Discussion in 'On-Air Operations - Q&A' started by N4GKS, Oct 26, 2016.
Any idea on how long the horrid conditions are going to last? Years?
How long is the solar cycle? 11 years? Let's hope the next one is better than the recent one!
Time to put up that 80 meter antenna!
working plenty of decent DX on 20 myself - CW mostly.... RARE stuff? No.... but no lack of DX QSO material
Tune in Saturday next - I have a hunch that "HF bands will open like an umbrella" due to the major DX SSB contest.
I'm glad I didn't know that before I worked a bunch of DX.
Well okay then.
While the sunspot cycle is in decline there is DX to be had on 160, 80, 60 and 40M at night , especially in the Northern Hemisphere winter season !! Take down the tribander beams and hang some dipoles off the tower !!!
I say leave the yagis on the tower. When you want to operate the the longer wavelengths, look at feeding it as a vertical w/ top hat.
When I decided it was (past) time for a real tower + big HF yagi, I took the impending downturn in upper HF propagation into consideration. I wanted gain/directivity on 40m, and found my Force12 C-4XL (2 el on 40/20/15/10m). That required at least 60' of tower, and I found a US Tower TX472 (72' freestanding crankup/tiltover). My Cushcraft AR10 vertical is on top at 83' AGL. A λ/2 vertical sits on my house. With a 40m dipole cut for the low end of the band, I have TWO antennas for 40/20/15/10m. A 4-wire cage inverted vee that covers all of 80m hangs at 70'. I drive it as a vertical w/ top hat on 160m.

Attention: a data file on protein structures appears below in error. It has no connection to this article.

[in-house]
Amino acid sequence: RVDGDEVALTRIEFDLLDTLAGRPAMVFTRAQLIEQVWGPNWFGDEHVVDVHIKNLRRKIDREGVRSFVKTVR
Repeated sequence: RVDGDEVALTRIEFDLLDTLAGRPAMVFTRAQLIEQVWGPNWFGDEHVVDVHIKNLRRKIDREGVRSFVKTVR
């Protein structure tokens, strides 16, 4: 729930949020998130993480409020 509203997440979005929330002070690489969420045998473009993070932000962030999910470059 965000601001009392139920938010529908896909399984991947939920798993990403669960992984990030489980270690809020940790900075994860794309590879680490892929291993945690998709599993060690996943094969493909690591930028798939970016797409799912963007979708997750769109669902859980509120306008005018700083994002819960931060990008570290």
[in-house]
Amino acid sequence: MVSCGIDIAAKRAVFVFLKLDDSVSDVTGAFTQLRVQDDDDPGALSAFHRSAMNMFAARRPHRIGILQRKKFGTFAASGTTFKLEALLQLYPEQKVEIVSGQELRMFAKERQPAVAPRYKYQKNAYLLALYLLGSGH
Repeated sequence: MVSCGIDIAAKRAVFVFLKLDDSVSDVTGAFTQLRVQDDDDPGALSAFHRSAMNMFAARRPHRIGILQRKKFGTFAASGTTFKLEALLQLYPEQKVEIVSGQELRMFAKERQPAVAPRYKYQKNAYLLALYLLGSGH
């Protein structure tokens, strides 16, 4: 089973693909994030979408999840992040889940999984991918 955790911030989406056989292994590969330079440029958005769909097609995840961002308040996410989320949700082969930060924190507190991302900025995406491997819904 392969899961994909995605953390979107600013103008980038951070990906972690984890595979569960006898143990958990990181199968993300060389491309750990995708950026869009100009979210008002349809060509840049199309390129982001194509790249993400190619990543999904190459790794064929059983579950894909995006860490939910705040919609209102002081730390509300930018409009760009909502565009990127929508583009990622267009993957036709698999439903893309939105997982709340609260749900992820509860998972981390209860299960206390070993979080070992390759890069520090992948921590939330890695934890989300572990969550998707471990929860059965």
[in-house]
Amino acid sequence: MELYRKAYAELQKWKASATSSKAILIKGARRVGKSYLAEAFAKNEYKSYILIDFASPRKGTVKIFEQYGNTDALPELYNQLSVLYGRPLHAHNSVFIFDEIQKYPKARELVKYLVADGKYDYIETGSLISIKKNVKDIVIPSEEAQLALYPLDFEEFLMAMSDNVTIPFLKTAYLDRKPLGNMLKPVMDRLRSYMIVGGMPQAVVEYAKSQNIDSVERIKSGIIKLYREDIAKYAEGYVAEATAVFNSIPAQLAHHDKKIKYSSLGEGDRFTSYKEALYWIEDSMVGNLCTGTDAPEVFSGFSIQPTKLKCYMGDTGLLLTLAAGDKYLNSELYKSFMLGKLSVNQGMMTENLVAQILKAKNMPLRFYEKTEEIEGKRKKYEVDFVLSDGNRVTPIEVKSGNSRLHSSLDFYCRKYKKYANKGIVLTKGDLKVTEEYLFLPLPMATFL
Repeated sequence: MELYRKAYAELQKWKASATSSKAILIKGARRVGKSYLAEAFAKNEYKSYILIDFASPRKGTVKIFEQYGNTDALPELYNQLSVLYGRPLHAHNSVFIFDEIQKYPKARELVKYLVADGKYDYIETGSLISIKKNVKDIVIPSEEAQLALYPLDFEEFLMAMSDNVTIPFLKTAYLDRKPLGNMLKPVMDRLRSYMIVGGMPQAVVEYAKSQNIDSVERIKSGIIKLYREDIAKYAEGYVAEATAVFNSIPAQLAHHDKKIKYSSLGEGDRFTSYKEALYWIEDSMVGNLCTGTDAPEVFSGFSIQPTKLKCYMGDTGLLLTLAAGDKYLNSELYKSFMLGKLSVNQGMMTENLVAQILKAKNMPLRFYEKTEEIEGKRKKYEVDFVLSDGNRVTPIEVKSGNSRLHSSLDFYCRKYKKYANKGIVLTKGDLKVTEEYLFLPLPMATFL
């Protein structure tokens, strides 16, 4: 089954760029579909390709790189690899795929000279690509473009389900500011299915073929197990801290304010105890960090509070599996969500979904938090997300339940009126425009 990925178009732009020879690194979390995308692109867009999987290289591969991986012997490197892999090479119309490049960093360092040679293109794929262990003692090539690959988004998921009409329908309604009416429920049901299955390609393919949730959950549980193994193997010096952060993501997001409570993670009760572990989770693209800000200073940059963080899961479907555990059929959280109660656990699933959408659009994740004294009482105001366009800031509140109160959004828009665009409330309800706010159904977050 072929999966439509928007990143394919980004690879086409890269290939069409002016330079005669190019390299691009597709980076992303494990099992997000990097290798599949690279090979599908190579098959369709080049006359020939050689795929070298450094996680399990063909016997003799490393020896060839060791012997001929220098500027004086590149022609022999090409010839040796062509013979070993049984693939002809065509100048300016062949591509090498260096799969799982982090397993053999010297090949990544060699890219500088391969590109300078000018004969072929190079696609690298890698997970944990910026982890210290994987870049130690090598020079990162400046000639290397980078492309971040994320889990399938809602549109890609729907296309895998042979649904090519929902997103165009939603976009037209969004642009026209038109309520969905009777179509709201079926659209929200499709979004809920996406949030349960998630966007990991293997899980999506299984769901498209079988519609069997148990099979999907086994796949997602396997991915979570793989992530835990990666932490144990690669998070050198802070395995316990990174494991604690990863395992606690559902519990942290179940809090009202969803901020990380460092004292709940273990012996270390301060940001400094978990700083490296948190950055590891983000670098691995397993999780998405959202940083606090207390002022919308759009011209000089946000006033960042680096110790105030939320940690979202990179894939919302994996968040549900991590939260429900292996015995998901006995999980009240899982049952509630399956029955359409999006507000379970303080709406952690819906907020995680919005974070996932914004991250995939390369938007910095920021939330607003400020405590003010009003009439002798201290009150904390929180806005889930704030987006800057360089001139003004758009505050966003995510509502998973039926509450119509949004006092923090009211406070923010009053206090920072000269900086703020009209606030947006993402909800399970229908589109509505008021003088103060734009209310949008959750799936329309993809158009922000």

If you want to work more 20m, then put up a better antenna. Get a mono-band yagi with as many elements as possible! If you already have one, then get a second and stack them.
We are in a low sun spot cycle where it is no longer likely to work the world on any band, any time of day with 5w and a wet noodle for an antenna.
However, radio hasn't died. There are still plenty of challenges and excitement. It just takes a little more effort, patience. 73, bill
In the last two months I've worked the following on 20 SSB with wires strung in between trees
VP6, OY, S9, KP2, TF3, T31, 3DA0, and HI9.
I've been hunting for National Park units, but figure I might as well work the DX stations that make it to Connecticut.
They're strong on 40 and 80, too. I heard some US NA hams working 'em on 7.115 MHz SSB.